The Camp Fire Atlas

Nina Claire Napawan, UC Davis

Specifically, students in the course will investigate the recent climate impacts as a result of the Camp Fire in Fall 2018 as a case study — exploring how they responded to the climate-related health and environmental event, and how their network of places and people aided their responses. Through this exploration, students will communicate their stories and design opportunities for further story sharing, embedding these stories in the context of their UC Davis campus community.

Inviting Edges: Placemaking at the Sustainable Living and Learning Communities

David De La Pena with the help of Carolina Hernandez, Shirley Chen, Levi Felger, Jennifer Mendez, and Charles Wray, UC Davis

Inviting Edges raises awareness of and celebrates the Sustainable Living and Learning Communities at UC Davis by focusing on making the hidden community more open, welcoming, and accessible to the general public.

This project mobilizes research, learning and service to enhance a sense of place at the SLLC. The research builds upon theories on democratic landscapes. It positions placemaking within asset-based community development, noting that meaningful places already exist and should be enhanced through public engagement. In classroom settings such as LDA 141 and 198, the SLLC has been a space for examining participatory processes and models of service. Through the SLLC committee, students have gained even more experience in advancing sustainability through physical design. 

The SLLC is located on the UC Davis campus and invites participation beyond the university. The Ecological Garden and Student Farm host dozens of school tours annually, and the Community Garden includes many Davis residents. The Domes housing coop is also managed by the nonprofit agency with strong connections nationally. These and other programs share a physical space, which is both beloved and lacking in overall identity.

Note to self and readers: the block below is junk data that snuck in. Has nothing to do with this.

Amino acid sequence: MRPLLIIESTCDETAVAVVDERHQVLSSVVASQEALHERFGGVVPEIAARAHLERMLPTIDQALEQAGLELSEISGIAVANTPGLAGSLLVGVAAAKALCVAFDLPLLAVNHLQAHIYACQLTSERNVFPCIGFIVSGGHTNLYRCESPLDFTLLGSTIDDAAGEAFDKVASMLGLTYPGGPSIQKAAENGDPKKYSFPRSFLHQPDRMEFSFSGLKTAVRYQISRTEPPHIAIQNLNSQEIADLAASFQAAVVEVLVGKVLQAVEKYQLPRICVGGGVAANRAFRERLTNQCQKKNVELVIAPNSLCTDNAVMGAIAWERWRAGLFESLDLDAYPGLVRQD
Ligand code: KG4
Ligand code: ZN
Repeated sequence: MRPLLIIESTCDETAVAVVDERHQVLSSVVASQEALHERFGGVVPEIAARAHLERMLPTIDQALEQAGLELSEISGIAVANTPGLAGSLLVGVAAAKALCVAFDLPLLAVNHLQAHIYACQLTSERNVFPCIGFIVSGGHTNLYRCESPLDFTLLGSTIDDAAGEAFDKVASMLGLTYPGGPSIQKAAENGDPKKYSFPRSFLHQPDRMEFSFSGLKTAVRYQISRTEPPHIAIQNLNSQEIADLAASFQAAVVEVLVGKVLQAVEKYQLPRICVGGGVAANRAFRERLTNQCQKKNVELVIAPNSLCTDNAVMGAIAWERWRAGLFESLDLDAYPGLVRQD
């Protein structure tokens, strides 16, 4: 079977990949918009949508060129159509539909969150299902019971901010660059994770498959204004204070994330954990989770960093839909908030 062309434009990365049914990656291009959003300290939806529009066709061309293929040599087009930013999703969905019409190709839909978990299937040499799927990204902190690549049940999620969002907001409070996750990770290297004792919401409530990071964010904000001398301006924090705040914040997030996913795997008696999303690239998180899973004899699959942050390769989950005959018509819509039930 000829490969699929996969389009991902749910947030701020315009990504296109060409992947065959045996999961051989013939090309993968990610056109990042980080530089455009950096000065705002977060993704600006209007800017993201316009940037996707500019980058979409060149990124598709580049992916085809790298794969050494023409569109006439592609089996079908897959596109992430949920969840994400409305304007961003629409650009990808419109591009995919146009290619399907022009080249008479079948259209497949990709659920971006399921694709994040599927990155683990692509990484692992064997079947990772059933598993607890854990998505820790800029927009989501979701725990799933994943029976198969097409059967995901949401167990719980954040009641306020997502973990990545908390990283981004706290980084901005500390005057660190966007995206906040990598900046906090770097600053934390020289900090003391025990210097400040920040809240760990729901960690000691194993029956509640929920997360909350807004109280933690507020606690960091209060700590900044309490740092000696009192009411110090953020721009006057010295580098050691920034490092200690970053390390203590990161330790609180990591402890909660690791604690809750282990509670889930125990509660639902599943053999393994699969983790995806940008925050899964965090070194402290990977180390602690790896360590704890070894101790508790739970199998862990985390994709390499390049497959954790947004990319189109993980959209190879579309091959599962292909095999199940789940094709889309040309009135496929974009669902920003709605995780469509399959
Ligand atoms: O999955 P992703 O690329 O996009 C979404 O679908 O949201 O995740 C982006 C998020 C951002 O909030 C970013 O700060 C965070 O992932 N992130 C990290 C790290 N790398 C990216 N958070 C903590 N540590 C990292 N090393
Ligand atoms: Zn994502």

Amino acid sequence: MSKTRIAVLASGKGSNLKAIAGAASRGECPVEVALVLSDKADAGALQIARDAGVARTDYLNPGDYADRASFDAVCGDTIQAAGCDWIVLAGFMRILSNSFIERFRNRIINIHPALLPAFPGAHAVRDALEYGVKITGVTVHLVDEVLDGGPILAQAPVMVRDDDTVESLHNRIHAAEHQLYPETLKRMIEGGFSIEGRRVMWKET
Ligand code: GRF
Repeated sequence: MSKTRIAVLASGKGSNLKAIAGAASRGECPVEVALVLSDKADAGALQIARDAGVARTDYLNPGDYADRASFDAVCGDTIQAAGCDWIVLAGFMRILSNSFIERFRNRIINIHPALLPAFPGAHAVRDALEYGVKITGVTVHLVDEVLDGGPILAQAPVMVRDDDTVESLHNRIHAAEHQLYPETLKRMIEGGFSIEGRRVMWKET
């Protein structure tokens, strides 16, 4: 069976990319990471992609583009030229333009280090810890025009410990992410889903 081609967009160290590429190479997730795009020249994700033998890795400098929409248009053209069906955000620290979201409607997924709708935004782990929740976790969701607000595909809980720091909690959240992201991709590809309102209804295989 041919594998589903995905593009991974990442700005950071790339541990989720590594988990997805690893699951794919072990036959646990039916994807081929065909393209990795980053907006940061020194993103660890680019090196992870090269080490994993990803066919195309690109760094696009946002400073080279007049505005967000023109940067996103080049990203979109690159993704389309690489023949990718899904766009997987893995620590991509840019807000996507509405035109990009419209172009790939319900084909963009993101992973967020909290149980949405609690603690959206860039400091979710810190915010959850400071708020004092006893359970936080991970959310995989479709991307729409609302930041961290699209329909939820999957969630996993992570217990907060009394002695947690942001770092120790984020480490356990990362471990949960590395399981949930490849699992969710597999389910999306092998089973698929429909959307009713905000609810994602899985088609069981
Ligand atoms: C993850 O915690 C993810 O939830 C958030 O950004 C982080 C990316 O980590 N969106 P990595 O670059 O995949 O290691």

Immersive Bike-Mobile Sustainable Tea Lab

Harold Linde, UC Davis

A mobile bicycle transportation pavilion that fosters cultural and social connection through the shared act of having a cup of tea.

The Temporary Campus Immersive Tea Space is a temporary structure located on UC Davis campus adjacent to the underutilized UC Davis Arboretum. Designed using the principles of sustainability, community and wabi sabi, the structure will bring together diverse participants from both campus and the surrounding community to enjoy immersive tea experiences during the 2019-20 academic year that are facilitated by UC David Global Tea Initiative.

This structure reimagines immersive tea experience provides diverse participants to opportunity to cultivate respite, presence, connection to self/other/planet—and a sense of wonder in ordinary details that often go missed during our hectic, day-to-day lives.

Justice Delayed

Jonathon Parris, UC Davis

An encouraging introspection told through a visual tale of the history of housing segregation. The exhibition prompts individuals with questions regarding their perspectives on race and racism, in hopes that it will affect positive change.